Re:Without even reading the article.... (1)

Veroxii (51114) | about 11 years ago | (#6324079)

I don't know which Australia you're living in, but I was able to use any type of "official correspondance", such as a phone bill or home rent agreement which had my name and address on it. And I didn't have an Aussie license yet either back then. (2 years ago).

Re:Without even reading the article.... (1)

TallEmu (646970) | about 11 years ago | (#6324093)

I'm living in the Australia where there's a dickhead schoolkid at the local video store that wants two types of Australian Photo ID :)

Re:Without even reading the article.... (1)

Veroxii (51114) | about 11 years ago | (#6324120)

lol! Point taken!

Re:Without even reading the article.... (2, Informative)

inflex (123318) | about 11 years ago | (#6324072)

There's the 18+ card for Australians - no need for a licence.

Re:Without even reading the article.... (1)

fishmonkey (301785) | about 11 years ago | (#6324145)

those bastards trying to validate your address so it's harder for you to steal their videos from them!#@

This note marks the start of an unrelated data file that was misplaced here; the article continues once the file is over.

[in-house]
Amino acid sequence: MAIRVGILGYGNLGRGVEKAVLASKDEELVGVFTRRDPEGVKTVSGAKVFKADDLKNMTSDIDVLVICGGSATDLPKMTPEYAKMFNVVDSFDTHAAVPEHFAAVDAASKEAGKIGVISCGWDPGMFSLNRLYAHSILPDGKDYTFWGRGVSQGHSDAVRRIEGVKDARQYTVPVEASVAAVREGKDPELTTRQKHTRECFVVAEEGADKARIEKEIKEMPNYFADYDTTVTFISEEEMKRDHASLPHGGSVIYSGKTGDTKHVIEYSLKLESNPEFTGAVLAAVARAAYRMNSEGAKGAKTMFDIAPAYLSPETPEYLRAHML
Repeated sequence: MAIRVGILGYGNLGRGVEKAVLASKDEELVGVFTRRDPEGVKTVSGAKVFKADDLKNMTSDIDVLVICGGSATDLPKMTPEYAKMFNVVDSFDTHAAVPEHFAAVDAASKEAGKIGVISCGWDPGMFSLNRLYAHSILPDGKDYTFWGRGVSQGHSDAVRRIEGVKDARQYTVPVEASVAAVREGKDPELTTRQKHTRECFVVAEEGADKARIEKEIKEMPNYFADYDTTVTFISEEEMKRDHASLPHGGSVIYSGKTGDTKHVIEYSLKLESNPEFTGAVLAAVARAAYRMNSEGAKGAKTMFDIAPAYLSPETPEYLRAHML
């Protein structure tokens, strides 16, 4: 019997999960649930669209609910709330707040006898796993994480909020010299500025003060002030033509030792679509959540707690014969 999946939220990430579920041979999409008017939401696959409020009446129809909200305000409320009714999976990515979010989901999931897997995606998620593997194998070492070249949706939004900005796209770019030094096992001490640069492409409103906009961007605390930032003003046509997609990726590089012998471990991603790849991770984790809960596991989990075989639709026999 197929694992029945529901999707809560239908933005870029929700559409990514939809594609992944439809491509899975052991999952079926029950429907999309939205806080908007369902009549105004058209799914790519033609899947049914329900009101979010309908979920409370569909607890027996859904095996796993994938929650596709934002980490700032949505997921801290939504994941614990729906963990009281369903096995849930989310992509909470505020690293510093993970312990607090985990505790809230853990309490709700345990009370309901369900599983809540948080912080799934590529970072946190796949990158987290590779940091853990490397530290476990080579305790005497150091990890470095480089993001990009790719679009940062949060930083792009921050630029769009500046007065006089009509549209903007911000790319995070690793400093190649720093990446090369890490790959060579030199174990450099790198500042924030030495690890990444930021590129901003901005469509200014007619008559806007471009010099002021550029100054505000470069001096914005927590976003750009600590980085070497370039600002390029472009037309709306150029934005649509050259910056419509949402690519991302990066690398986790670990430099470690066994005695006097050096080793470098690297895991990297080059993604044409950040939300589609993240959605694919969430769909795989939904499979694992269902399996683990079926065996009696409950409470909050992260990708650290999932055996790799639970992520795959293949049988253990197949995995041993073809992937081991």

consumer aye? (0)

Anonymous Coward | about 11 years ago | (#6323927)

consumer indeed

I'm boycotting all RIAA products (3, Insightful)

Anonymous Coward | about 11 years ago | (#6323928)

until they stop suing everyone and bribing my congressman

(the fact that their stuff is overpriced crap makes this easier)

Re:I'm boycotting all RIAA products (0)

Anonymous Coward | about 11 years ago | (#6323931)

I've gone even further, and put up all the CDs I bought from them on ebay.

Re:I'm boycotting all RIAA products (4, Insightful)

BrokenHalo (565198) | about 11 years ago | (#6324019)

I agree with your point, but IIRC Bloomsbury Ltd. is not a member of RIAA. And I wouldn't exactly describe the latest Harry Potter as crap, and am happy in the knowledge that my dollars were well spent on a hardbound copy.